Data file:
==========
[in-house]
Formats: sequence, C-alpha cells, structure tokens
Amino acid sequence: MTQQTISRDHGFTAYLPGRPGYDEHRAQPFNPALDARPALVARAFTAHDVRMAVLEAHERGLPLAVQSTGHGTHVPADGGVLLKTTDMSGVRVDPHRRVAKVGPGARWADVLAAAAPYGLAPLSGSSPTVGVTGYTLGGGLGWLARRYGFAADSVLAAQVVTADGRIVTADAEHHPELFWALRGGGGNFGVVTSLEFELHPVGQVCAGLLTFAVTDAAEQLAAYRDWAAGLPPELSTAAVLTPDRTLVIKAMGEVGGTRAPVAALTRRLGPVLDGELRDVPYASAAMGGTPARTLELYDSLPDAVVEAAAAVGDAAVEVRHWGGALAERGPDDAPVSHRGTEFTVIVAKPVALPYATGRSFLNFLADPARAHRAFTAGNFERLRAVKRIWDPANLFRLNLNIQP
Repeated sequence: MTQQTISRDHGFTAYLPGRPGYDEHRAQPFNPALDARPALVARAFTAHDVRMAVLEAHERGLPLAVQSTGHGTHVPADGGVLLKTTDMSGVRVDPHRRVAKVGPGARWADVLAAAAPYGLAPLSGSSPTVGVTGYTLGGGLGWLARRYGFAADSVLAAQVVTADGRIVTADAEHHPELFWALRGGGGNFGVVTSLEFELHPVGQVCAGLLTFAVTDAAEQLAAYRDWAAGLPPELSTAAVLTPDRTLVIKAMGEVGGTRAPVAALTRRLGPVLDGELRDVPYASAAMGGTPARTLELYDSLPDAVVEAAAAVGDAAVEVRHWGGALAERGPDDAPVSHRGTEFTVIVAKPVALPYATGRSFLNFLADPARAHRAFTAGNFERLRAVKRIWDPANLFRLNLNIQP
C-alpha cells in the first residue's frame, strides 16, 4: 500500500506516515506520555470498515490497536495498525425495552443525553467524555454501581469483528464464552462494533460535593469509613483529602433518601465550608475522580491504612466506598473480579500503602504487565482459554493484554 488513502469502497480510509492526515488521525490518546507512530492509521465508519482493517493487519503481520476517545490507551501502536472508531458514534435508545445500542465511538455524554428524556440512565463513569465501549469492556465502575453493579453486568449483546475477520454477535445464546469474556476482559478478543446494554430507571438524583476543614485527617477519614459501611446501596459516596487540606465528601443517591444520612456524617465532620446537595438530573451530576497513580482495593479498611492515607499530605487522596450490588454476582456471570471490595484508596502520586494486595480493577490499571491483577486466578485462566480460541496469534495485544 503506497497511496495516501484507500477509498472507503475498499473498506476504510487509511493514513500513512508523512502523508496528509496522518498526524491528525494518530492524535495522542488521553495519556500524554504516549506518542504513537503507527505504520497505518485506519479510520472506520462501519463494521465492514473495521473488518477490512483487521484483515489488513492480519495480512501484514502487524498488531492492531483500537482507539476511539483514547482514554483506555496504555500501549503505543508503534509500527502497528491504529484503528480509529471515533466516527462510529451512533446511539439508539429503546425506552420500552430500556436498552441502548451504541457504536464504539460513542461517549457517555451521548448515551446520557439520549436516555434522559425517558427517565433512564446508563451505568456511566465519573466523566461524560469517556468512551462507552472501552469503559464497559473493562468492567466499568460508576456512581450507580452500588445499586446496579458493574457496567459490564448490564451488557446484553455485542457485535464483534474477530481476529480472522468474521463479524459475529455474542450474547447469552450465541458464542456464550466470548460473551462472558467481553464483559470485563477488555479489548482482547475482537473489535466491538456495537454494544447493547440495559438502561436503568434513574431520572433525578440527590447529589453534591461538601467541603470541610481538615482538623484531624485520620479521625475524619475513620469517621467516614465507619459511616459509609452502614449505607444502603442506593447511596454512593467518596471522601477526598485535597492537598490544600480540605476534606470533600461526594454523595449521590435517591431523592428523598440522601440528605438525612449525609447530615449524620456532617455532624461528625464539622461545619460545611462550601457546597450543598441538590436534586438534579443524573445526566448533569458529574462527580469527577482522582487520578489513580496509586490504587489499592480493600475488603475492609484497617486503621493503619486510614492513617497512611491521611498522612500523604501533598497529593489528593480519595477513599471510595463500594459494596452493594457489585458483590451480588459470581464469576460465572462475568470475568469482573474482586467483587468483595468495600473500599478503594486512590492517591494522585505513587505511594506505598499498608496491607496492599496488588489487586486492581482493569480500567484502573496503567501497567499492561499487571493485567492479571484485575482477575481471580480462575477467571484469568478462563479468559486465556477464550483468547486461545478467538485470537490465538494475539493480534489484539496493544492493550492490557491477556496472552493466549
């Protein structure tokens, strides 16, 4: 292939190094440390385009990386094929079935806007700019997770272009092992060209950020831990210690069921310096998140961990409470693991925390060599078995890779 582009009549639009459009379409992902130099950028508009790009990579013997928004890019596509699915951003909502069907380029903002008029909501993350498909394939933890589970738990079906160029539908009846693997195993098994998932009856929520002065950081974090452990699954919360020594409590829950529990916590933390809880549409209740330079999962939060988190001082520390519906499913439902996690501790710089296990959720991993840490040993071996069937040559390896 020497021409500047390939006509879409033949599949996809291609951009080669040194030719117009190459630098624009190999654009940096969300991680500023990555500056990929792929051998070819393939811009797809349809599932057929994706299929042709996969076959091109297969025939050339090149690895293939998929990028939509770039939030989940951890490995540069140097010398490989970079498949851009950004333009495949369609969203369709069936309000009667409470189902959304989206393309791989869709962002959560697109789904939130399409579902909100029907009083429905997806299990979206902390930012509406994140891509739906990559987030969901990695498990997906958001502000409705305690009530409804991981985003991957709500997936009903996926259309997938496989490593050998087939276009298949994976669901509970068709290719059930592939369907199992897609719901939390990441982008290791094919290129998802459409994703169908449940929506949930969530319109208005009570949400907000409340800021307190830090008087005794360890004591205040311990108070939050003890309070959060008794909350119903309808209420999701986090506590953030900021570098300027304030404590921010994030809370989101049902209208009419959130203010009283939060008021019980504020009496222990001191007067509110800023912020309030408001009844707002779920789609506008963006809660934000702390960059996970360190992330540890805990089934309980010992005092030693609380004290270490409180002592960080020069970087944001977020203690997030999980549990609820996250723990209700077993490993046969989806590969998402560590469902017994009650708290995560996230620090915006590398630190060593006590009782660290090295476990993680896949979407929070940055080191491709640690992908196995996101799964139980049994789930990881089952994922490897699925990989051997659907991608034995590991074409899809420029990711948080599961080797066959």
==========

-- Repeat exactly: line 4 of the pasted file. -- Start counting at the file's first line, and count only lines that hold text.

Repeated sequence: MTQQTISRDHGFTAYLPGRPGYDEHRAQPFNPALDARPALVARAFTAHDVRMAVLEAHERGLPLAVQSTGHGTHVPADGGVLLKTTDMSGVRVDPHRRVAKVGPGARWADVLAAAAPYGLAPLSGSSPTVGVTGYTLGGGLGWLARRYGFAADSVLAAQVVTADGRIVTADAEHHPELFWALRGGGGNFGVVTSLEFELHPVGQVCAGLLTFAVTDAAEQLAAYRDWAAGLPPELSTAAVLTPDRTLVIKAMGEVGGTRAPVAALTRRLGPVLDGELRDVPYASAAMGGTPARTLELYDSLPDAVVEAAAAVGDAAVEVRHWGGALAERGPDDAPVSHRGTEFTVIVAKPVALPYATGRSFLNFLADPARAHRAFTAGNFERLRAVKRIWDPANLFRLNLNIQP